Not often you can say that you crossed a country in less than hour, but in November I did exactly that when I jumped on a train from Edinburgh to spend a few hours with the fabulous Glasgow Gallivanter. It felt like I had only just messaged Anabel to explain I was on an earlier train than planned, when I found myself with her at Queen Street. The weather was even more dreich than Edinburgh, but her welcome so lovely I didn’t really notice the weather. Plus I had a great big rain hat!
Our morning began with art, green tea and coffee in the library, and as you might expect also lots of chat. Eventually though it was time for me to discover what else Glasgow had to offer, and where better than City Chambers.
It was here that I first learnt about Glasgow’s city crest and the story behind its founder – St Mungo.
St Mungo was the son of Thenew, daughter of the King of Lothian, and trained as a priest. Around 550AD he founded a monastery on the banks of Molendinar Burn, a tributary of the Clyde. He named the place, Glasgui which translates as ‘dear green place’ and Glasgow Cathedral lies on the site of the church he founded. He lived an austere and holy life, but there were some unusual episodes which led to the crest above and the poem below;
There’s the tree that never grew,
There’s the bird that never flew,
There’s the fish that never swam,
There’s the bell that never rang.
The tree is a reminder of a day during St Mungo’s religious training when he apparently he fell asleep whilst in charge of the holy fire.
The fire, aided by some of his fellow trainees, went out. However St Mungo broke off the branches of the tree above, prayed on them and they burst into flames. The bird is a robin which was a pet of Mungo’s and brought back to life by him after it had accidentally been killed by some of his fellow trainees. Not sure I like of the sound of Mungo’s classmates!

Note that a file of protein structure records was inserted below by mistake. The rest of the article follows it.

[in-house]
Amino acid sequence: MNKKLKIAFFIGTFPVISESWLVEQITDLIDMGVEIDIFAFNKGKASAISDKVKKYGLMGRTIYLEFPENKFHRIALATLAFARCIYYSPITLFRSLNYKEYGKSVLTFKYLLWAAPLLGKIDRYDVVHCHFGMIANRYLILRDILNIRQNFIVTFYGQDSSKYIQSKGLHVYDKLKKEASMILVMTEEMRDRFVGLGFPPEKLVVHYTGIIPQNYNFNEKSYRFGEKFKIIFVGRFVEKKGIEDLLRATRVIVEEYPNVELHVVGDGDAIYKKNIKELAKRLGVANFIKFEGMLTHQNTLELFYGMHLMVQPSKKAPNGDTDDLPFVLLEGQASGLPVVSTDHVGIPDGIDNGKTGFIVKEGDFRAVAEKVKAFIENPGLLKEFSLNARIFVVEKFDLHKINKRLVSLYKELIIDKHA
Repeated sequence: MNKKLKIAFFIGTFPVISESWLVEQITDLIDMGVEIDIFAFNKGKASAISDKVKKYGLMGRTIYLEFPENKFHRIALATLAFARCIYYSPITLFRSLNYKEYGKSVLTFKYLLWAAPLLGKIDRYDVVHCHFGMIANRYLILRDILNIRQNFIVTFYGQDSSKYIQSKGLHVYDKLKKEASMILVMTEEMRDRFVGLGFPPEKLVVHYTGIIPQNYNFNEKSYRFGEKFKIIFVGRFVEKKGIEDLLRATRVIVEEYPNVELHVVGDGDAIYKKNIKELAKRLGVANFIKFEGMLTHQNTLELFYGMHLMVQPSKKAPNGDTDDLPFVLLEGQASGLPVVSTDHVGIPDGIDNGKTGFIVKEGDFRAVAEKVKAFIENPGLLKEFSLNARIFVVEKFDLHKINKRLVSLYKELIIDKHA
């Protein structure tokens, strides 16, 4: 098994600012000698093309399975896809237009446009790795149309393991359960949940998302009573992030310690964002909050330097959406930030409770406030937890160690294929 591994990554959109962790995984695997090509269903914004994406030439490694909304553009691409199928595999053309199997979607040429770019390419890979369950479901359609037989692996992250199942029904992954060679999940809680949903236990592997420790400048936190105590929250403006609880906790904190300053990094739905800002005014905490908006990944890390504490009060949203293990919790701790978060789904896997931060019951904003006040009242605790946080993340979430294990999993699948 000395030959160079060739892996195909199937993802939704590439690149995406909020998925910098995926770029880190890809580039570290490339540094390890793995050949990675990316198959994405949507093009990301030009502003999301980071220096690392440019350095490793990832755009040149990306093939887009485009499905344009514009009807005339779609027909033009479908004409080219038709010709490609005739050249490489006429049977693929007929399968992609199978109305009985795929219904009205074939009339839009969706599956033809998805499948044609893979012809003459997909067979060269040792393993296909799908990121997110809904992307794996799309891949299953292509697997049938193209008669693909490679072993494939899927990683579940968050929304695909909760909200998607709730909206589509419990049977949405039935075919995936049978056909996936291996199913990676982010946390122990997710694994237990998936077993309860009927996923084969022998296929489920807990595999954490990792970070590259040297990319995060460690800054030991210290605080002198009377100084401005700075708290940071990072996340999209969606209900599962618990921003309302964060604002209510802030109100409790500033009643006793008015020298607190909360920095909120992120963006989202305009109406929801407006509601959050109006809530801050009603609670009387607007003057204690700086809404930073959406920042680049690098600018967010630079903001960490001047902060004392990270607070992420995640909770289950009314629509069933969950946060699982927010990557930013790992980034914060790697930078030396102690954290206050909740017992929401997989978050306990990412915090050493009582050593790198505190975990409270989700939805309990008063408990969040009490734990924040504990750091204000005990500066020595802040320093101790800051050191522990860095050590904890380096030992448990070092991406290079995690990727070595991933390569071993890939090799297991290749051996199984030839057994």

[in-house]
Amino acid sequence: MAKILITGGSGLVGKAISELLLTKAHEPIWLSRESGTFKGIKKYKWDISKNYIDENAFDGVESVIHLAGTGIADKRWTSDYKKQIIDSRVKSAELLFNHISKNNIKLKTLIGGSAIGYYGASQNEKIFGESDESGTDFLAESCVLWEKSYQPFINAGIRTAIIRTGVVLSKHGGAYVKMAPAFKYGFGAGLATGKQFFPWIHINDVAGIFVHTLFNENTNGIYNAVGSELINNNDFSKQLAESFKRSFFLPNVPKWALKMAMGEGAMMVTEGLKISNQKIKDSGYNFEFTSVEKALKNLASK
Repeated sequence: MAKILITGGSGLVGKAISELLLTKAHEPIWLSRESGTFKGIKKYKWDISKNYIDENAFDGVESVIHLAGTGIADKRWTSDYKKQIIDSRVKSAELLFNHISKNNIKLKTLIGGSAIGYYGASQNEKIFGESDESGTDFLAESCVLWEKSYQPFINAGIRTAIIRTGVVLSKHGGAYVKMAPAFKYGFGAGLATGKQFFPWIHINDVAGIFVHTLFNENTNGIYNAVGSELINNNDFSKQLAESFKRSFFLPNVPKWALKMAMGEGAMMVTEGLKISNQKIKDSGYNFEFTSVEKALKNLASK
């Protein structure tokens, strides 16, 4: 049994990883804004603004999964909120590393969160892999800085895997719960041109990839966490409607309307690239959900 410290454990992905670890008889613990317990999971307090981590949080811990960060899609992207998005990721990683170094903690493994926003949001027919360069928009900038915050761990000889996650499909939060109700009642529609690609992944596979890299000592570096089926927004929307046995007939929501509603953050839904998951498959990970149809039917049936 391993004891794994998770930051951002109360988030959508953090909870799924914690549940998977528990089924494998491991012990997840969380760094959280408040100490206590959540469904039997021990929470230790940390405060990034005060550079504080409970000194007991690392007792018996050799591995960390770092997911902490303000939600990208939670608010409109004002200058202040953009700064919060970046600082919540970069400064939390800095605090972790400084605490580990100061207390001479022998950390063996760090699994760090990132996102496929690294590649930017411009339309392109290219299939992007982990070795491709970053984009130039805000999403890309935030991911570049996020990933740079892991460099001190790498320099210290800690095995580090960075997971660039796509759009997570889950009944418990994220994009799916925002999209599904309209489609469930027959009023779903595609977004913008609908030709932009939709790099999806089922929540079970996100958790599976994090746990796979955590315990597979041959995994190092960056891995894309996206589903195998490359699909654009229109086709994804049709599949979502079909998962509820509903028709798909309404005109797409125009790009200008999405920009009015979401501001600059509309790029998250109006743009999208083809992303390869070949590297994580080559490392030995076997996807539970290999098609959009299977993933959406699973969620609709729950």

The next symbol, the fish has a very unusual tale to go with it. The King of Strathclyde had given his wife, the Queen, a ring but she gave it to a knight whom she apparently was having an affair with. There are then various versions as to what happened to the ring. What we do know though is that the ring ended up in a river and the King was aware the Queen had ‘mislaid’ it.
The King demanded his Queen show his the ring he had given her – threatening death if she could not do so. Fortunately Mungo heard of the tale, and sent a monk to catch a fish in the river. When the fish was returned to him, St Mungo cut it open and found the ring which he then managed to get to the Queen before she was executed. 600 years or so later the Bishop of Glasgow used the illustration of a salmon with a ring in its mouth for his own seal and this depiction of the story is now part of Glasgow’s coat of arms.
The final symbol is the bell. It is apparently St Mungo’s bell and the rumour is that it was given to him by the pope. For centuries it tolled in the city, and there is even an entry in the city financial accounts “for one tong to Sanct Mungowis Bell”. However within 75years of that entry it had been lost, and only a 17th century replacement exists today. I am not sure if it is this replacement bell, or another which is inscribed with the Mungo’s sermon that includes the words ‘Let Glasgow Flourish”. Isn’t that a great motto and unusually for a British one it is not in Latin and it is secular! Maybe that is why St Mungo is still very much part of Glaswegian life with the crest appearing on lampposts, and modern day depictions of Mungo on sides of buildings.
Our gallivanting didn’t stop here but I think I will keep part two of our stroll for another day. Thank you again so much to Anabel for being such a marvellous host. I will definitely be returning to Glasgow for another visit.